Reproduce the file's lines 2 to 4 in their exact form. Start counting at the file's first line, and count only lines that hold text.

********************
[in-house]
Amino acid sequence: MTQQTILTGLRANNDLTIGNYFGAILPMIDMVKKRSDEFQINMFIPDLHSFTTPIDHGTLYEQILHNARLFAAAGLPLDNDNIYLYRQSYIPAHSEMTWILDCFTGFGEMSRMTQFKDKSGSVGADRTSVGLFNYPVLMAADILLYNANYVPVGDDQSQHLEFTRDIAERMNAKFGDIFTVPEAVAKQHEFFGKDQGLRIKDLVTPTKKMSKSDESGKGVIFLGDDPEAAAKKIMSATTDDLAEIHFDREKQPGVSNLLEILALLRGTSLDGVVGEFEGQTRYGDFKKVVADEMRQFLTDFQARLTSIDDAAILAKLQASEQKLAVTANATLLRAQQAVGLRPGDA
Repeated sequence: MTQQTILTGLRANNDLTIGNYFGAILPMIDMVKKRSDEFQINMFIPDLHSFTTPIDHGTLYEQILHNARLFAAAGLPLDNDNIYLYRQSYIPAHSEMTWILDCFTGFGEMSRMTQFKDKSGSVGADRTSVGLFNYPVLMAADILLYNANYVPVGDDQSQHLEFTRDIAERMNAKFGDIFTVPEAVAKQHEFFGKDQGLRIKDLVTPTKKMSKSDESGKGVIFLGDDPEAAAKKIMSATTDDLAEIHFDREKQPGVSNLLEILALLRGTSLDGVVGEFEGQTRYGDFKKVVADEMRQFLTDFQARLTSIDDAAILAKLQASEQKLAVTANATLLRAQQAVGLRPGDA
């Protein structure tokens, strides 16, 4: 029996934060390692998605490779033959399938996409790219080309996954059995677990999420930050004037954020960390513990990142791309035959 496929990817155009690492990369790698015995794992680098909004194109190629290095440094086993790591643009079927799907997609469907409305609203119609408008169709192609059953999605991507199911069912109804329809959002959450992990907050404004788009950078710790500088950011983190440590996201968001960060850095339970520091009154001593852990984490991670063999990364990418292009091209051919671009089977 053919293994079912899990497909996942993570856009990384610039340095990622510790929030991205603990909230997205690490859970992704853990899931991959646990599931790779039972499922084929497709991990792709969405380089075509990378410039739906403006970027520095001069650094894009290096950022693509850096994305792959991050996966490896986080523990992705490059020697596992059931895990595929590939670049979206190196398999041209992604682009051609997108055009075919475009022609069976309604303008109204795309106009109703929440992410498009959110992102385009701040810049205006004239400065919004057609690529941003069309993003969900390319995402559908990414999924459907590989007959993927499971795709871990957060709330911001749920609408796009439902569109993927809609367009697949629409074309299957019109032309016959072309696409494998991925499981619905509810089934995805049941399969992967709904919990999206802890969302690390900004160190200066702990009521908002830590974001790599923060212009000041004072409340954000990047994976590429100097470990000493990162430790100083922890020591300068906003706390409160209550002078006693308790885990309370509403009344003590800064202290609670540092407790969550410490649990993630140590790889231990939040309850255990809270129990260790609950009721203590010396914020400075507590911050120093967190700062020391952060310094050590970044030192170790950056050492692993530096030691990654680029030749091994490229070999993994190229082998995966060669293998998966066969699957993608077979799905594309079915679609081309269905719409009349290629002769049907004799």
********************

Amino acid sequence: MTQQTILTGLRANNDLTIGNYFGAILPMIDMVKKRSDEFQINMFIPDLHSFTTPIDHGTLYEQILHNARLFAAAGLPLDNDNIYLYRQSYIPAHSEMTWILDCFTGFGEMSRMTQFKDKSGSVGADRTSVGLFNYPVLMAADILLYNANYVPVGDDQSQHLEFTRDIAERMNAKFGDIFTVPEAVAKQHEFFGKDQGLRIKDLVTPTKKMSKSDESGKGVIFLGDDPEAAAKKIMSATTDDLAEIHFDREKQPGVSNLLEILALLRGTSLDGVVGEFEGQTRYGDFKKVVADEMRQFLTDFQARLTSIDDAAILAKLQASEQKLAVTANATLLRAQQAVGLRPGDA
Repeated sequence: MTQQTILTGLRANNDLTIGNYFGAILPMIDMVKKRSDEFQINMFIPDLHSFTTPIDHGTLYEQILHNARLFAAAGLPLDNDNIYLYRQSYIPAHSEMTWILDCFTGFGEMSRMTQFKDKSGSVGADRTSVGLFNYPVLMAADILLYNANYVPVGDDQSQHLEFTRDIAERMNAKFGDIFTVPEAVAKQHEFFGKDQGLRIKDLVTPTKKMSKSDESGKGVIFLGDDPEAAAKKIMSATTDDLAEIHFDREKQPGVSNLLEILALLRGTSLDGVVGEFEGQTRYGDFKKVVADEMRQFLTDFQARLTSIDDAAILAKLQASEQKLAVTANATLLRAQQAVGLRPGDA
């Protein structure tokens, strides 16, 4: 029996934060390692998605490779033959399938996409790219080309996954059995677990999420930050004037954020960390513990990142791309035959 496929990817155009690492990369790698015995794992680098909004194109190629290095440094086993790591643009079927799907997609469907409305609203119609408008169709192609059953999605991507199911069912109804329809959002959450992990907050404004788009950078710790500088950011983190440590996201968001960060850095339970520091009154001593852990984490991670063999990364990418292009091209051919671009089977 053919293994079912899990497909996942993570856009990384610039340095990622510790929030991205603990909230997205690490859970992704853990899931991959646990599931790779039972499922084929497709991990792709969405380089075509990378410039739906403006970027520095001069650094894009290096950022693509850096994305792959991050996966490896986080523990992705490059020697596992059931895990595929590939670049979206190196398999041209992604682009051609997108055009075919475009022609069976309604303008109204795309106009109703929440992410498009959110992102385009701040810049205006004239400065919004057609690529941003069309993003969900390319995402559908990414999924459907590989007959993927499971795709871990957060709330911001749920609408796009439902569109993927809609367009697949629409074309299957019109032309016959072309696409494998991925499981619905509810089934995805049941399969992967709904919990999206802890969302690390900004160190200066702990009521908002830590974001790599923060212009000041004072409340954000990047994976590429100097470990000493990162430790100083922890020591300068906003706390409160209550002078006693308790885990309370509403009344003590800064202290609670540092407790969550410490649990993630140590790889231990939040309850255990809270129990260790609950009721203590010396914020400075507590911050120093967190700062020391952060310094050590970044030192170790950056050492692993530096030691990654680029030749091994490229070999993994190229082998995966060669293998998966066969699957993608077979799905594309079915679609081309269905719409009349290629002769049907004799």